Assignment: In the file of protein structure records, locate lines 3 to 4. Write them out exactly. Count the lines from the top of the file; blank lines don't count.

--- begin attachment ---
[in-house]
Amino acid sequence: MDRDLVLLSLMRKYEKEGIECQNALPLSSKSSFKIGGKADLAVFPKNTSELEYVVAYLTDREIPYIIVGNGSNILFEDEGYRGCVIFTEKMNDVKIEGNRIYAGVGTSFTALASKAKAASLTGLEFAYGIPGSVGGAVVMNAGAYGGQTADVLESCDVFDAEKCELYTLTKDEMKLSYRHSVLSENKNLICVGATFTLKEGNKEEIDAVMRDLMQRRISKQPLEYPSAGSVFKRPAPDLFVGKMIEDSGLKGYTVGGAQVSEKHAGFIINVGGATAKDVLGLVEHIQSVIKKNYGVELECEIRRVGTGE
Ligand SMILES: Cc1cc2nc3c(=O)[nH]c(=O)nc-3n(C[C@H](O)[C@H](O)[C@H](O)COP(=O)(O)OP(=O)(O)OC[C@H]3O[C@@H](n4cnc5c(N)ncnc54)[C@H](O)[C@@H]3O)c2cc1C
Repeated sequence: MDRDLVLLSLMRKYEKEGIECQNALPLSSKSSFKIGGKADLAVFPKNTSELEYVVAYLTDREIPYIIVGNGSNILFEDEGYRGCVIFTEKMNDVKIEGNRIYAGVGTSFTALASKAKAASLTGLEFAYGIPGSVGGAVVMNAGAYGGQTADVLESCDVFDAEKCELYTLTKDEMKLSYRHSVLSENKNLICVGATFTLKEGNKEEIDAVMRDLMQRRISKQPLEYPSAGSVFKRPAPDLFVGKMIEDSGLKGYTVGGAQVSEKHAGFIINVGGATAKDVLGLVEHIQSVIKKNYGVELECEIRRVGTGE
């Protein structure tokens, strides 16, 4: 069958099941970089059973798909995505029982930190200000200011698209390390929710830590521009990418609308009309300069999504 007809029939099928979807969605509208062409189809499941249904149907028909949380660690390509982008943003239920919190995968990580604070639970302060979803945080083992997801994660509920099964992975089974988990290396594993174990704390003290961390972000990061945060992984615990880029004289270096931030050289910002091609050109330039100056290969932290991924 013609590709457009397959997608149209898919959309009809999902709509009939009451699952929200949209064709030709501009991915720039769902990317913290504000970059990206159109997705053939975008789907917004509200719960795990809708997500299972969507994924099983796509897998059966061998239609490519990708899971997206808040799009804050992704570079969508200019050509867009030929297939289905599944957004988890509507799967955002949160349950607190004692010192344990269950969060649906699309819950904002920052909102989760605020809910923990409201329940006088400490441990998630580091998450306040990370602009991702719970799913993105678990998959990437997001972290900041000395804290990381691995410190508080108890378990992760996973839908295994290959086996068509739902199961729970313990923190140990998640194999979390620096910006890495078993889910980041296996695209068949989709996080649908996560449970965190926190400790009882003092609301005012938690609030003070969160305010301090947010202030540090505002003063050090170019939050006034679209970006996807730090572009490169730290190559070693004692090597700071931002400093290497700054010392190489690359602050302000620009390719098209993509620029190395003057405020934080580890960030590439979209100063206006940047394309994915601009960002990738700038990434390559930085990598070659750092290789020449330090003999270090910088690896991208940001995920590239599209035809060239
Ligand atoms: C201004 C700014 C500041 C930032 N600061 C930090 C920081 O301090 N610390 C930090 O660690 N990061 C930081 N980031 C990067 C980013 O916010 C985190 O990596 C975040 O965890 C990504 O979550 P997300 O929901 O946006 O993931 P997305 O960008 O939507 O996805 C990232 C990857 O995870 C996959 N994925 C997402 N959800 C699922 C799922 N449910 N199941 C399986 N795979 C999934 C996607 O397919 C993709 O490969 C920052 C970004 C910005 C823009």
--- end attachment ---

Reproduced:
Ligand SMILES: Cc1cc2nc3c(=O)[nH]c(=O)nc-3n(C[C@H](O)[C@H](O)[C@H](O)COP(=O)(O)OP(=O)(O)OC[C@H]3O[C@@H](n4cnc5c(N)ncnc54)[C@H](O)[C@@H]3O)c2cc1C
Repeated sequence: MDRDLVLLSLMRKYEKEGIECQNALPLSSKSSFKIGGKADLAVFPKNTSELEYVVAYLTDREIPYIIVGNGSNILFEDEGYRGCVIFTEKMNDVKIEGNRIYAGVGTSFTALASKAKAASLTGLEFAYGIPGSVGGAVVMNAGAYGGQTADVLESCDVFDAEKCELYTLTKDEMKLSYRHSVLSENKNLICVGATFTLKEGNKEEIDAVMRDLMQRRISKQPLEYPSAGSVFKRPAPDLFVGKMIEDSGLKGYTVGGAQVSEKHAGFIINVGGATAKDVLGLVEHIQSVIKKNYGVELECEIRRVGTGE